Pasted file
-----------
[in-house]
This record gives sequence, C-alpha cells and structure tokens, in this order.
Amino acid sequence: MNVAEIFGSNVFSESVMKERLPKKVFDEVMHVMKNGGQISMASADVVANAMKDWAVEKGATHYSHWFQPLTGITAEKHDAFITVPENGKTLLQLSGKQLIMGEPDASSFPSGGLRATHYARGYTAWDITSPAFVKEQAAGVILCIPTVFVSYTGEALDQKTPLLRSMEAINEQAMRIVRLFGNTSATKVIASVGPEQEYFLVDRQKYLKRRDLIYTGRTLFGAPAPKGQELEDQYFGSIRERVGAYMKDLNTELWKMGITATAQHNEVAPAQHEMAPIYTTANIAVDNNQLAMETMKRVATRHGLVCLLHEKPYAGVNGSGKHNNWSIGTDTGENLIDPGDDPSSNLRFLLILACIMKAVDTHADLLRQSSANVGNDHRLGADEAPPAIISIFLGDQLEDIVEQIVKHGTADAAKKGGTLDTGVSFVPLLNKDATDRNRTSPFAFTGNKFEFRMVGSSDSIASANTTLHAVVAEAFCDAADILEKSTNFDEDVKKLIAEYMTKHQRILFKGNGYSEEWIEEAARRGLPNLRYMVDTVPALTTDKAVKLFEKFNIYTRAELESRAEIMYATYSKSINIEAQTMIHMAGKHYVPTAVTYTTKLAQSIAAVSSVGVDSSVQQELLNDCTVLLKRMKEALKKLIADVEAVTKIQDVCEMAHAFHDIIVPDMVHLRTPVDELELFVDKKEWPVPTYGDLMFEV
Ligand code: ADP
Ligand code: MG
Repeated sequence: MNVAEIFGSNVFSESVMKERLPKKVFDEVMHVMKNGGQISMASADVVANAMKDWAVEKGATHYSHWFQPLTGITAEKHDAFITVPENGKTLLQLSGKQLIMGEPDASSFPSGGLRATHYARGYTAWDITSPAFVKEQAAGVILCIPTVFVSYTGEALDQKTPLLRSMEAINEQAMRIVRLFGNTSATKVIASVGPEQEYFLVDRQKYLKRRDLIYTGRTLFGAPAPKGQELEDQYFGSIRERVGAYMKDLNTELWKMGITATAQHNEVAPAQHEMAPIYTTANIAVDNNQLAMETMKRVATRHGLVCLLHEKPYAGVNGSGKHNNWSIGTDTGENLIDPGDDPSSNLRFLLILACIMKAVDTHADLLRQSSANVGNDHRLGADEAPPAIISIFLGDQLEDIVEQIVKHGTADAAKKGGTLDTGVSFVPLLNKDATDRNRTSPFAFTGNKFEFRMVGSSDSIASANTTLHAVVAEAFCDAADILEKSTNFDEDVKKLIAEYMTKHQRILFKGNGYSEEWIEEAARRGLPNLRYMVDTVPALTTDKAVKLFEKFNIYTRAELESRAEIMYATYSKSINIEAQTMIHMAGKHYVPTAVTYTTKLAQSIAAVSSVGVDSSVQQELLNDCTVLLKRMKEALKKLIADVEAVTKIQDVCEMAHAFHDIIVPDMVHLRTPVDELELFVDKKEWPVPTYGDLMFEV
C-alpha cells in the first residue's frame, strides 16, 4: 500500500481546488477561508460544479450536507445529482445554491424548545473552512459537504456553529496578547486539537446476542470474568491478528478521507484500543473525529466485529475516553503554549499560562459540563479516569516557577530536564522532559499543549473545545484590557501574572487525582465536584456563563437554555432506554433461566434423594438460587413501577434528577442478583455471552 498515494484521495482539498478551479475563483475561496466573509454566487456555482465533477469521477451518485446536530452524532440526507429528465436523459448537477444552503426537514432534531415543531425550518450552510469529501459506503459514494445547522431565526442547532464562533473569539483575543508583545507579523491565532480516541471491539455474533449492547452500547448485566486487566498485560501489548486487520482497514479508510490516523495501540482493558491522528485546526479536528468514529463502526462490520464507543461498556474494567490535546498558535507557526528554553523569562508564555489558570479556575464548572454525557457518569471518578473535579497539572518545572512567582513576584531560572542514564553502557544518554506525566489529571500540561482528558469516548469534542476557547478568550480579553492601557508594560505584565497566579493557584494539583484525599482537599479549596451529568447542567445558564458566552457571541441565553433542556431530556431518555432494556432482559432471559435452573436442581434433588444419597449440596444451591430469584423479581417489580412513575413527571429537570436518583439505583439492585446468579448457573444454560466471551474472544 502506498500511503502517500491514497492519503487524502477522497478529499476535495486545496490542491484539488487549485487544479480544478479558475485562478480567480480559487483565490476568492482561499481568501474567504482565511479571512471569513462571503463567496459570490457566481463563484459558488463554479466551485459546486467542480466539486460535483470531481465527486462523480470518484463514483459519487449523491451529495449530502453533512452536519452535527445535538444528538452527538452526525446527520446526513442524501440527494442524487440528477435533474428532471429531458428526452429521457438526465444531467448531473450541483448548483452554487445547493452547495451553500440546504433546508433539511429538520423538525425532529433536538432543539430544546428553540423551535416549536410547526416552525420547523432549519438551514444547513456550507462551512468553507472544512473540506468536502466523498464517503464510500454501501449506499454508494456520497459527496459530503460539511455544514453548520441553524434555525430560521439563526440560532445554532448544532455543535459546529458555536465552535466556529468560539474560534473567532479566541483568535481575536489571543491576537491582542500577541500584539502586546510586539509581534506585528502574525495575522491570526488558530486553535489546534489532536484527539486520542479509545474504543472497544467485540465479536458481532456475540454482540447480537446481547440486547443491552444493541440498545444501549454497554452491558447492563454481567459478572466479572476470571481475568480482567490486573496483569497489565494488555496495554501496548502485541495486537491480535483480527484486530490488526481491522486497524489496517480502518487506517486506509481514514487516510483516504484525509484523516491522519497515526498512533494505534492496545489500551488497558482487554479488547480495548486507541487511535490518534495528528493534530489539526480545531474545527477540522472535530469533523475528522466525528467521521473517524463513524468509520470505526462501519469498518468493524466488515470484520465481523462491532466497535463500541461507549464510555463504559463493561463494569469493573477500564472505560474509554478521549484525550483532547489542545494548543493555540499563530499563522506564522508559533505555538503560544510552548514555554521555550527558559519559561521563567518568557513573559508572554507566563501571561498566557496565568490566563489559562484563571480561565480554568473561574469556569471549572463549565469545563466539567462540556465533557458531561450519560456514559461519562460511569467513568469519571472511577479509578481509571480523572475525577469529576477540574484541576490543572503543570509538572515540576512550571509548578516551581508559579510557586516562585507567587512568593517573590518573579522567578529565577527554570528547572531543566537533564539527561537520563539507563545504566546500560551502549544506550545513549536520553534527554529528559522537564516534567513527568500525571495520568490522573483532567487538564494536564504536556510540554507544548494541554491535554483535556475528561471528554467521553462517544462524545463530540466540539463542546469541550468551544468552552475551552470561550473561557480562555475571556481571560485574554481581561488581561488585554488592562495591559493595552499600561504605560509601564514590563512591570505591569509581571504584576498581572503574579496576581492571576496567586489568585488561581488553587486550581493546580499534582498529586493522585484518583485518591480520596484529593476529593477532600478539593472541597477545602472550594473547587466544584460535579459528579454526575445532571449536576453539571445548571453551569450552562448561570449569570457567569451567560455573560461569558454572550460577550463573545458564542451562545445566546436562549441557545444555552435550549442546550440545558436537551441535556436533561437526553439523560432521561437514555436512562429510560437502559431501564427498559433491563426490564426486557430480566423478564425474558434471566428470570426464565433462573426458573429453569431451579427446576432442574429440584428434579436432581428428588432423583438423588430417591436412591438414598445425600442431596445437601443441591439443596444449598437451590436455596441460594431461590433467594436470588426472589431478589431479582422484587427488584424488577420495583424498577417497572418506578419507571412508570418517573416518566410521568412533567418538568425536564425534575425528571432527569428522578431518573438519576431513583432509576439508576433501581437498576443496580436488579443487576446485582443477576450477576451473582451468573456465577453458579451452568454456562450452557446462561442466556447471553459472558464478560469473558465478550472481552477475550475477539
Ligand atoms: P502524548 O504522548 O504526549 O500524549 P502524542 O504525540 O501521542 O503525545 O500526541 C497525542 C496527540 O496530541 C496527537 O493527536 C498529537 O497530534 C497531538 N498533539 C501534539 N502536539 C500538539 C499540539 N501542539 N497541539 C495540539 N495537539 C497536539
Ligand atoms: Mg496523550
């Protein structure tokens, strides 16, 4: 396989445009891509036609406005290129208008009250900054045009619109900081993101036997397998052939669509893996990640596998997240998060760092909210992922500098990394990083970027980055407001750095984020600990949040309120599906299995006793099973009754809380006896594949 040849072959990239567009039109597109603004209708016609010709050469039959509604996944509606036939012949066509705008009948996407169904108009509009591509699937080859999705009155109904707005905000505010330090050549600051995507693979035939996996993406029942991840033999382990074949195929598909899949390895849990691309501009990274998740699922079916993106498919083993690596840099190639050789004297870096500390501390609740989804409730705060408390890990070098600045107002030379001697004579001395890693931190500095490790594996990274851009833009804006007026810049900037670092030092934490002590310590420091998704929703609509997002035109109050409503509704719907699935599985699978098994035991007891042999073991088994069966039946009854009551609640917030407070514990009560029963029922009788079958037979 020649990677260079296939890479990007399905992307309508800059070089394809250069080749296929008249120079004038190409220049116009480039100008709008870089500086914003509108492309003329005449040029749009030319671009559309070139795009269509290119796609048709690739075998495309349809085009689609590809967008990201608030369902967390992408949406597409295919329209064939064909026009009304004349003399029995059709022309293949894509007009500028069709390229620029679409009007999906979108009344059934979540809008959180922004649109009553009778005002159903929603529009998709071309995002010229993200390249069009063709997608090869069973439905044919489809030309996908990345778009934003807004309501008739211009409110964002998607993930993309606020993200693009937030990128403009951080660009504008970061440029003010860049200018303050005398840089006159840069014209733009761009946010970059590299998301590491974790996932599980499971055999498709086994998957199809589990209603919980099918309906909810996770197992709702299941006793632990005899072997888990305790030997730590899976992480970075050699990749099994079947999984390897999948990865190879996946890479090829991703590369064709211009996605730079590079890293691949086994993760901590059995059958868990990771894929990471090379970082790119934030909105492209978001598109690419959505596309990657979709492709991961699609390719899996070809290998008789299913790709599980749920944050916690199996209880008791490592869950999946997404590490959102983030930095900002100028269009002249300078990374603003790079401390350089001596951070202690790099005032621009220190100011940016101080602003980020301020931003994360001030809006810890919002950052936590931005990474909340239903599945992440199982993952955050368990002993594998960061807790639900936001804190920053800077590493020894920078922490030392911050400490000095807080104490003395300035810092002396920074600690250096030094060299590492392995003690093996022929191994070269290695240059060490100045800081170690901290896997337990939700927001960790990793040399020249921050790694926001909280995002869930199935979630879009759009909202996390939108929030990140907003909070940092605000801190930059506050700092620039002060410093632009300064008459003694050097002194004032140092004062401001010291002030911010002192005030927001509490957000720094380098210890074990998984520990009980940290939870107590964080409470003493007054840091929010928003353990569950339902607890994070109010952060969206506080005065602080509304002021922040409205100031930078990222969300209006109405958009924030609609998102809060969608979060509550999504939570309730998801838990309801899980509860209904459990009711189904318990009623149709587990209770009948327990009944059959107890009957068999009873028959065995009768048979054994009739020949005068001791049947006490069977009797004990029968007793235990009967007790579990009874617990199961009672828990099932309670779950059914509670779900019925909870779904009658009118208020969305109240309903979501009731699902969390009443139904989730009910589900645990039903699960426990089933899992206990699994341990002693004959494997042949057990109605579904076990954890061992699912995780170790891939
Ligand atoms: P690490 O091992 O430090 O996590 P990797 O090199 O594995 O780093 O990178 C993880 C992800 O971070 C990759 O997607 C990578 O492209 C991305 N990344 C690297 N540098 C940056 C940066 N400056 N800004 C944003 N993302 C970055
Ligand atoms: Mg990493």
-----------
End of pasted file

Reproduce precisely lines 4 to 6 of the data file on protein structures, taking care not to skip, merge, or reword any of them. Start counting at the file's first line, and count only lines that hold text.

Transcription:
Ligand code: ADP
Ligand code: MG
Repeated sequence: MNVAEIFGSNVFSESVMKERLPKKVFDEVMHVMKNGGQISMASADVVANAMKDWAVEKGATHYSHWFQPLTGITAEKHDAFITVPENGKTLLQLSGKQLIMGEPDASSFPSGGLRATHYARGYTAWDITSPAFVKEQAAGVILCIPTVFVSYTGEALDQKTPLLRSMEAINEQAMRIVRLFGNTSATKVIASVGPEQEYFLVDRQKYLKRRDLIYTGRTLFGAPAPKGQELEDQYFGSIRERVGAYMKDLNTELWKMGITATAQHNEVAPAQHEMAPIYTTANIAVDNNQLAMETMKRVATRHGLVCLLHEKPYAGVNGSGKHNNWSIGTDTGENLIDPGDDPSSNLRFLLILACIMKAVDTHADLLRQSSANVGNDHRLGADEAPPAIISIFLGDQLEDIVEQIVKHGTADAAKKGGTLDTGVSFVPLLNKDATDRNRTSPFAFTGNKFEFRMVGSSDSIASANTTLHAVVAEAFCDAADILEKSTNFDEDVKKLIAEYMTKHQRILFKGNGYSEEWIEEAARRGLPNLRYMVDTVPALTTDKAVKLFEKFNIYTRAELESRAEIMYATYSKSINIEAQTMIHMAGKHYVPTAVTYTTKLAQSIAAVSSVGVDSSVQQELLNDCTVLLKRMKEALKKLIADVEAVTKIQDVCEMAHAFHDIIVPDMVHLRTPVDELELFVDKKEWPVPTYGDLMFEV